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Yukon Ombudsman

Ombudsman calls to modernize Act

Wed, Apr 10, 2024


April 10, 2024

Ombudsman calls to modernize Act

WHITEHORSE – Yukon Ombudsman, Jason Pedlar has requested amendments to the Ombudsman Act that give him the same authority found in the majority of Canadian jurisdictions and align it with international best practices. Pedlar has submitted a report to the Yukon Legislative Assembly with proposed changes to the Ombudsman Act, to better protect Yukoners.

The Act was first passed in 1996 and has not undergone any substantive changes since. The two most significant proposed amendments are related to expanded authority; the ability to conduct “own motion” investigations and inclusion of municipalities within the Ombudsman’s jurisdiction.

Own motion authority allows the Ombudsman to proactively investigate a matter without having received a complaint. This power reduces barriers and delays in investigating concerns that come to his attention, when, for a variety of reasons, individuals may not file a complaint. The Yukon Ombudsman is the only territorial or provincial ombudsman without own motion authority.

“If we hadn’t received a complaint about the communications failure regarding the sexualized assault of a student at Hidden Valley Elementary School, we wouldn’t have had the authority to investigate and provide recommendations to the Department of Education on this matter,” said Jason Pedlar, Yukon Ombudsman. “Own motion would have allowed us to investigate on first hearing about the incident.”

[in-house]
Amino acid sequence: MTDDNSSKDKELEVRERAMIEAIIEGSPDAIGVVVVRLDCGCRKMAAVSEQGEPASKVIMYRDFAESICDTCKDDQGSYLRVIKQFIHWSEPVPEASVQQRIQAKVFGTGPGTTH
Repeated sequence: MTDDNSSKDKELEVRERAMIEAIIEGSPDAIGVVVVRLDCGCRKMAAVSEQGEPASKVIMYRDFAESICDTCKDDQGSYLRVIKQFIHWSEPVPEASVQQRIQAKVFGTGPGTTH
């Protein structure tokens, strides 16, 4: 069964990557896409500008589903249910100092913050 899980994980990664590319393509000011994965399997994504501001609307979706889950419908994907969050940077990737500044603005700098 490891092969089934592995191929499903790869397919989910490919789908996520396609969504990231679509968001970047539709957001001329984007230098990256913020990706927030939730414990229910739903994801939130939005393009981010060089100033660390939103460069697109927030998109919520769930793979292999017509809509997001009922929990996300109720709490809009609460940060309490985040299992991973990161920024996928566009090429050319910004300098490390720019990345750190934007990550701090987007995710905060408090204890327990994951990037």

Similarly, including municipalities under the Ombudsman’s jurisdiction also protects and promotes administrative fairness in interactive exchanges between individuals and non-elected officials at the municipal level. While all other territorial and provincial ombuds offices in Canada have own motion power, the majority also have jurisdiction over municipalities.

“All levels of government and other public authorities should be subject to an oversight mechanism like an Ombudsman whose duty is to ensure fairness, transparency, and accountability in administrative matters under their authority,” said Pedlar. “Citizens receive programs and services from municipalities every day with few options for addressing complaints if they feel they have been treated unfairly and often by the very department they have a complaint against. For this reason, I am of the view that municipalities should be included in our oversight - there simply isn’t a good reason not to.”

These proposed amendments to authority align with international best practices identified through the Venice Principles on the Protection and Promotion of the Ombudsman Institutions, adopted by the Venice Commission.

Other proposed amendments are administrative in nature and intended to improve the efficiency and effectiveness of the Act. Pedlar is not the first to speak about the need to modernize the Act, as his predecessors also identified the need for change.

The special report is now available on our website.


About the Yukon Ombudsman:

The Yukon Ombudsman, Yukon Information and Privacy Commissioner, and Yukon Public Interest Disclosure Commissioner is an independent officer of the Yukon Legislative Assembly working to protect the public interest.

The Yukon Ombudsman promotes and protects fairness in the delivery of public services provided by Government of and other public authorities. If a citizen has been treated unfairly when engaging these services, we work to resolve the unfairness. The Ombudsman also works proactively with Authorities to assist them in delivering services more fairly.


Tara Martin
Director of Intake and Informal Case Resolution
Office of the Yukon Ombudsman, Information and Privacy Commissioner & Public Interest Disclosure Commissioner

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